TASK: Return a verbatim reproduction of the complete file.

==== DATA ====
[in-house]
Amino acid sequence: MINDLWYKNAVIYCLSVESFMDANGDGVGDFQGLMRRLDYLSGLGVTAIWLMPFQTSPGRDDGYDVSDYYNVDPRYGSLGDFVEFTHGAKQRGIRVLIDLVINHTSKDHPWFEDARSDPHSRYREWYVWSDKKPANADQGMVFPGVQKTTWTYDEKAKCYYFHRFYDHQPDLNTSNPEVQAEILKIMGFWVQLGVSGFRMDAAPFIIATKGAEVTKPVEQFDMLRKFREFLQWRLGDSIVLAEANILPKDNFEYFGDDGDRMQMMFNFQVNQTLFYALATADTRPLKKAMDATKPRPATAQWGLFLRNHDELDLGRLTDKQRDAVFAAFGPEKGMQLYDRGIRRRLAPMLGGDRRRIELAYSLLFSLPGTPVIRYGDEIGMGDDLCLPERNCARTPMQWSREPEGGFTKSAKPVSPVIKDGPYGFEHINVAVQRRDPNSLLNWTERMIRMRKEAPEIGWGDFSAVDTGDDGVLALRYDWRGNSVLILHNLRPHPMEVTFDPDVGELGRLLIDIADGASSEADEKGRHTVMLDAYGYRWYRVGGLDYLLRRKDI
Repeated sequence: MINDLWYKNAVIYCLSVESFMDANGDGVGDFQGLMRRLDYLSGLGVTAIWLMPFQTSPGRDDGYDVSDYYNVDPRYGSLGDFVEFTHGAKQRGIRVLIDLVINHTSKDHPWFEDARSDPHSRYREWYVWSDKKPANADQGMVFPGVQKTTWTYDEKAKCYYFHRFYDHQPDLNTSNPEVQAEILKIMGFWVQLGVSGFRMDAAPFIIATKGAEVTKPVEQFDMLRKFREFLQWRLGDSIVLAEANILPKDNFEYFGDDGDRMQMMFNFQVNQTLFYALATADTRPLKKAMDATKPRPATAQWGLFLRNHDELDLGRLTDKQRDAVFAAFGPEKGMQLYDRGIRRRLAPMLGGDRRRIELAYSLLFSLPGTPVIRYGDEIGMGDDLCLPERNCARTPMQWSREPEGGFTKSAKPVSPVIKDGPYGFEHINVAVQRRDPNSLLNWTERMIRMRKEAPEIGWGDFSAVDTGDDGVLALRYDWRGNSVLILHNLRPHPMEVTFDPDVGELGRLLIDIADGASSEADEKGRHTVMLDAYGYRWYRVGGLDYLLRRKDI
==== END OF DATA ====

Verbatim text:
[in-house]
Amino acid sequence: MINDLWYKNAVIYCLSVESFMDANGDGVGDFQGLMRRLDYLSGLGVTAIWLMPFQTSPGRDDGYDVSDYYNVDPRYGSLGDFVEFTHGAKQRGIRVLIDLVINHTSKDHPWFEDARSDPHSRYREWYVWSDKKPANADQGMVFPGVQKTTWTYDEKAKCYYFHRFYDHQPDLNTSNPEVQAEILKIMGFWVQLGVSGFRMDAAPFIIATKGAEVTKPVEQFDMLRKFREFLQWRLGDSIVLAEANILPKDNFEYFGDDGDRMQMMFNFQVNQTLFYALATADTRPLKKAMDATKPRPATAQWGLFLRNHDELDLGRLTDKQRDAVFAAFGPEKGMQLYDRGIRRRLAPMLGGDRRRIELAYSLLFSLPGTPVIRYGDEIGMGDDLCLPERNCARTPMQWSREPEGGFTKSAKPVSPVIKDGPYGFEHINVAVQRRDPNSLLNWTERMIRMRKEAPEIGWGDFSAVDTGDDGVLALRYDWRGNSVLILHNLRPHPMEVTFDPDVGELGRLLIDIADGASSEADEKGRHTVMLDAYGYRWYRVGGLDYLLRRKDI
Repeated sequence: MINDLWYKNAVIYCLSVESFMDANGDGVGDFQGLMRRLDYLSGLGVTAIWLMPFQTSPGRDDGYDVSDYYNVDPRYGSLGDFVEFTHGAKQRGIRVLIDLVINHTSKDHPWFEDARSDPHSRYREWYVWSDKKPANADQGMVFPGVQKTTWTYDEKAKCYYFHRFYDHQPDLNTSNPEVQAEILKIMGFWVQLGVSGFRMDAAPFIIATKGAEVTKPVEQFDMLRKFREFLQWRLGDSIVLAEANILPKDNFEYFGDDGDRMQMMFNFQVNQTLFYALATADTRPLKKAMDATKPRPATAQWGLFLRNHDELDLGRLTDKQRDAVFAAFGPEKGMQLYDRGIRRRLAPMLGGDRRRIELAYSLLFSLPGTPVIRYGDEIGMGDDLCLPERNCARTPMQWSREPEGGFTKSAKPVSPVIKDGPYGFEHINVAVQRRDPNSLLNWTERMIRMRKEAPEIGWGDFSAVDTGDDGVLALRYDWRGNSVLILHNLRPHPMEVTFDPDVGELGRLLIDIADGASSEADEKGRHTVMLDAYGYRWYRVGGLDYLLRRKDI